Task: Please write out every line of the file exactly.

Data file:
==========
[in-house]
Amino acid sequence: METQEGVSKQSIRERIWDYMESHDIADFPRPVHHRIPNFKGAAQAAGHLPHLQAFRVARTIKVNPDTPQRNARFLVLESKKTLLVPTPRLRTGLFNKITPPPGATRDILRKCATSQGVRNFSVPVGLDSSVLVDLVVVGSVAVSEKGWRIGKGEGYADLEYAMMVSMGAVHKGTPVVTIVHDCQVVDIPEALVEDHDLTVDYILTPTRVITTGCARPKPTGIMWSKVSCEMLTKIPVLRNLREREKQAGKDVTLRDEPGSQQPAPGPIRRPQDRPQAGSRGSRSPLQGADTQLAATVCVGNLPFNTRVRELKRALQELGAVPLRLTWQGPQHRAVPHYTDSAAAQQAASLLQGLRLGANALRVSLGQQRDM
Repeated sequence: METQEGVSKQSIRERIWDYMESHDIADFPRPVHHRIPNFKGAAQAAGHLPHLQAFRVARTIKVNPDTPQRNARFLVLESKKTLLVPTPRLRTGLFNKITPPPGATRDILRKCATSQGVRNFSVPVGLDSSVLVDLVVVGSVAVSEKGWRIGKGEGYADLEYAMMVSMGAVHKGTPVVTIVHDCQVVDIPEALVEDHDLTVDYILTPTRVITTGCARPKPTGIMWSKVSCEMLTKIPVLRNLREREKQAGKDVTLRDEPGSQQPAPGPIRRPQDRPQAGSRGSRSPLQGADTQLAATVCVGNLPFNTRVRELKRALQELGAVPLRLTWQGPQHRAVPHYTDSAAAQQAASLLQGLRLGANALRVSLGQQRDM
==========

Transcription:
[in-house]
Amino acid sequence: METQEGVSKQSIRERIWDYMESHDIADFPRPVHHRIPNFKGAAQAAGHLPHLQAFRVARTIKVNPDTPQRNARFLVLESKKTLLVPTPRLRTGLFNKITPPPGATRDILRKCATSQGVRNFSVPVGLDSSVLVDLVVVGSVAVSEKGWRIGKGEGYADLEYAMMVSMGAVHKGTPVVTIVHDCQVVDIPEALVEDHDLTVDYILTPTRVITTGCARPKPTGIMWSKVSCEMLTKIPVLRNLREREKQAGKDVTLRDEPGSQQPAPGPIRRPQDRPQAGSRGSRSPLQGADTQLAATVCVGNLPFNTRVRELKRALQELGAVPLRLTWQGPQHRAVPHYTDSAAAQQAASLLQGLRLGANALRVSLGQQRDM
Repeated sequence: METQEGVSKQSIRERIWDYMESHDIADFPRPVHHRIPNFKGAAQAAGHLPHLQAFRVARTIKVNPDTPQRNARFLVLESKKTLLVPTPRLRTGLFNKITPPPGATRDILRKCATSQGVRNFSVPVGLDSSVLVDLVVVGSVAVSEKGWRIGKGEGYADLEYAMMVSMGAVHKGTPVVTIVHDCQVVDIPEALVEDHDLTVDYILTPTRVITTGCARPKPTGIMWSKVSCEMLTKIPVLRNLREREKQAGKDVTLRDEPGSQQPAPGPIRRPQDRPQAGSRGSRSPLQGADTQLAATVCVGNLPFNTRVRELKRALQELGAVPLRLTWQGPQHRAVPHYTDSAAAQQAASLLQGLRLGANALRVSLGQQRDM